Fig 4. Curcumin negatively regulates antioxidant enzyme RNA levels.

Total RNA was prepared from 5×106 axenically growing cells treated with 10 μg/ml curcumin for 24 hours. Transcript levels of the antioxidant enzymes, catA, sodA, sodB and sod2 are reduced in cells treated with curcumin. P-values are defined in Fig 2.

Curcumin upregulates ROS levels

The data demonstrating that curcumin lowered the levels of the catalase and SOD enzymes (Figs 2 and 3) and mRNAs (Fig 4) suggested that this would result in an increase in ROS. Thus, we measured the levels of superoxide and H2O2 in cells. Developing D. discoideum cells produce superoxide that can be measured by the oxidation of XTT [41]. Fig 5A shows that proliferating AX4 cells also produce superoxide, and that curcumin treatment causes an increase in the level of superoxide produced in a dose dependent fashion (p<0.001 comparing 5 and10 μg/ml at 24 hours). Both 5 and 10 μg/ml curcumin increase superoxide production over the untreated control showing a statistically significant increase at 24 hours. Therefore, proliferating cells produce superoxide, and treatment with curcumin results in increased production of superoxide with kinetics that resemble the kinetics of the decrease in the superoxide dismutase enzyme activity and mRNAs.

Fig 5. Curcumin up-regulates superoxide and H2O2 in wild-type cells but not in pkaC null cells.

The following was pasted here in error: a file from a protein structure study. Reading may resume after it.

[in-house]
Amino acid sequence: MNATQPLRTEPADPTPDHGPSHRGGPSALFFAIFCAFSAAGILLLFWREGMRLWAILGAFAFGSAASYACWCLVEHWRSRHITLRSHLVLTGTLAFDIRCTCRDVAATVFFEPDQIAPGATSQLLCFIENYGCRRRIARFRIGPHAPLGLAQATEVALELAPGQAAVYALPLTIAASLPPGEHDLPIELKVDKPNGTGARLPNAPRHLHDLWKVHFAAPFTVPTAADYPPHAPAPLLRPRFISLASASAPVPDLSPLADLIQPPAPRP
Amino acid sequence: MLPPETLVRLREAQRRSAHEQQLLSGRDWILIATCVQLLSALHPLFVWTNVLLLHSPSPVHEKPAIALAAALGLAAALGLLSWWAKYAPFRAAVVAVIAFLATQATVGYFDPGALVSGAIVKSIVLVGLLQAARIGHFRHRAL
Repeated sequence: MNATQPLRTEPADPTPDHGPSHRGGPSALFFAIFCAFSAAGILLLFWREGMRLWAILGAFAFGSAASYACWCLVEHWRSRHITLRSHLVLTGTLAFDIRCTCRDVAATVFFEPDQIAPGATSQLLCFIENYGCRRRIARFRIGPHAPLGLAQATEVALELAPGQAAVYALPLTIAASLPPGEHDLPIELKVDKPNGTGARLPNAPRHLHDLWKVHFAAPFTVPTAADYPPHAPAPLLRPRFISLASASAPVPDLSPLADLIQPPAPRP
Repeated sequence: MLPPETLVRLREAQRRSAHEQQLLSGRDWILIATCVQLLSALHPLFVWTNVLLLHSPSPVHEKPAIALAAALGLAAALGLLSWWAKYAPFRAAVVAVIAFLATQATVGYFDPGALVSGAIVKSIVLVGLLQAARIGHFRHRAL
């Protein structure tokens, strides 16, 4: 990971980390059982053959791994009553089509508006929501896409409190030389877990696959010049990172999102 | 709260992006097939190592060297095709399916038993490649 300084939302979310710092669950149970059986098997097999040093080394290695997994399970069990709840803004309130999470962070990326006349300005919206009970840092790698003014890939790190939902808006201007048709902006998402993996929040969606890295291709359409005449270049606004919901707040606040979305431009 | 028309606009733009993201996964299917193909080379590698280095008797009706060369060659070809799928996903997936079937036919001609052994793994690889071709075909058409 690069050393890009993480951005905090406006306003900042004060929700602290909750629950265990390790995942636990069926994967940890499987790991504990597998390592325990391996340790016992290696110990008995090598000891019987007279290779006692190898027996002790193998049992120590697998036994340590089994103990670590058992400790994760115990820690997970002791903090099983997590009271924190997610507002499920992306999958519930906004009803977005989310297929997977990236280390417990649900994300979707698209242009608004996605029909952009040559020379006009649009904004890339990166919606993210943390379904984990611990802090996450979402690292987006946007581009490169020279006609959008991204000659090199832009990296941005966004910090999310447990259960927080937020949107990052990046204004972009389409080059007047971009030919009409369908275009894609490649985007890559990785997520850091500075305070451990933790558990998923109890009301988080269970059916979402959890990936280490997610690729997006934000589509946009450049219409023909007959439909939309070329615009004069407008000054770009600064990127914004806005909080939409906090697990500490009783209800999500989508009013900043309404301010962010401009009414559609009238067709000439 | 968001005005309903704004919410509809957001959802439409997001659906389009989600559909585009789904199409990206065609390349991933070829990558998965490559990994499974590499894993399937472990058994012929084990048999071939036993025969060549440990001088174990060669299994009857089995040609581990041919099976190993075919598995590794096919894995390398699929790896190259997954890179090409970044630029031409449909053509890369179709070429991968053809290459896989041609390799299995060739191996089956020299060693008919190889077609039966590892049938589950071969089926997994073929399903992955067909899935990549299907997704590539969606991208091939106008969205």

Logarithmically growing wild-type AX4 (A and B) or pkaC null cells (C and D) were treated with curcumin at the indicated concentrations, and superoxide (A and C) or H2O2 (B and D) levels were determined as described in Material and Methods. The results indicate that curcumin increases the level of superoxide and H2O2 in a dose-dependent manner in AX4 cells but not in the pkaC null cells. P-values are defined in Fig 2.

The effect of curcumin on the level of H2O2 in AX4 wild-type cells was also determined. Fig 5B shows dose- and time-dependent increases in H2O2 in wild-type cells treated with curcumin (p valuses <0.001). The pattern of H2O2 accumulation in curcumin treated cells also parallels the kinetics of decrease in the level of catalase in the presence of curcumin. Thus, both H2O2 and superoxide increase in curcumin treated AX4 cells as predicted by the decrease in the levels of the enzymes that degrade these reactive oxygen species, further suggesting that curcumin is not acting as an anti-oxidant. Parallel analyses on pkaC null cells (Fig 5C (superoxide) and 5D (H2O2)) show no effect of curcumin on SO and H2O2 levels and are discussed in greater detail below. Remarkably, the pkaC null cells produce dramatically lower levels of H2O2 than the AX4 cells.

Oxidants have a different effect on proliferating cells than curcumin